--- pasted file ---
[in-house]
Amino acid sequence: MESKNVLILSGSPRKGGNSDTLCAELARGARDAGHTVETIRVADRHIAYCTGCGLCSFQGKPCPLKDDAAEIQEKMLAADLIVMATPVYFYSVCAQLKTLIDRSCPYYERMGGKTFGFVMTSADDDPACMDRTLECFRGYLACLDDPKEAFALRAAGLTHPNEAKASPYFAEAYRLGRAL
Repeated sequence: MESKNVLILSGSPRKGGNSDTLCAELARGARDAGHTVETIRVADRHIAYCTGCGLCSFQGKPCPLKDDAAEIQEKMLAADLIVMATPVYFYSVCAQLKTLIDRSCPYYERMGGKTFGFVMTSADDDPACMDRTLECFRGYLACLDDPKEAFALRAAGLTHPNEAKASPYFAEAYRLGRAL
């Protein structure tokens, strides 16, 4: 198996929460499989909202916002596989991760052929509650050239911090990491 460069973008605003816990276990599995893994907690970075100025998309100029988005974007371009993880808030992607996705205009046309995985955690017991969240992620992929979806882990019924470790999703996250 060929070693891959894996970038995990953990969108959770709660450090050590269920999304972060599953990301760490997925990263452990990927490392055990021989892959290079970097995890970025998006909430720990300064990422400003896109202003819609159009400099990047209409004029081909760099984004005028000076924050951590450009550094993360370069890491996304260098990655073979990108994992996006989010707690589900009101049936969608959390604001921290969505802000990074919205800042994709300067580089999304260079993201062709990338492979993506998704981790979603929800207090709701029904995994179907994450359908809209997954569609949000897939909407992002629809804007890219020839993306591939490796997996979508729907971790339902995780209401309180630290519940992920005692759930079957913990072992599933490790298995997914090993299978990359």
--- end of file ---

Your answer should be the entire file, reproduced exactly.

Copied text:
[in-house]
Amino acid sequence: MESKNVLILSGSPRKGGNSDTLCAELARGARDAGHTVETIRVADRHIAYCTGCGLCSFQGKPCPLKDDAAEIQEKMLAADLIVMATPVYFYSVCAQLKTLIDRSCPYYERMGGKTFGFVMTSADDDPACMDRTLECFRGYLACLDDPKEAFALRAAGLTHPNEAKASPYFAEAYRLGRAL
Repeated sequence: MESKNVLILSGSPRKGGNSDTLCAELARGARDAGHTVETIRVADRHIAYCTGCGLCSFQGKPCPLKDDAAEIQEKMLAADLIVMATPVYFYSVCAQLKTLIDRSCPYYERMGGKTFGFVMTSADDDPACMDRTLECFRGYLACLDDPKEAFALRAAGLTHPNEAKASPYFAEAYRLGRAL
């Protein structure tokens, strides 16, 4: 198996929460499989909202916002596989991760052929509650050239911090990491 460069973008605003816990276990599995893994907690970075100025998309100029988005974007371009993880808030992607996705205009046309995985955690017991969240992620992929979806882990019924470790999703996250 060929070693891959894996970038995990953990969108959770709660450090050590269920999304972060599953990301760490997925990263452990990927490392055990021989892959290079970097995890970025998006909430720990300064990422400003896109202003819609159009400099990047209409004029081909760099984004005028000076924050951590450009550094993360370069890491996304260098990655073979990108994992996006989010707690589900009101049936969608959390604001921290969505802000990074919205800042994709300067580089999304260079993201062709990338492979993506998704981790979603929800207090709701029904995994179907994450359908809209997954569609949000897939909407992002629809804007890219020839993306591939490796997996979508729907971790339902995780209401309180630290519940992920005692759930079957913990072992599933490790298995997914090993299978990359």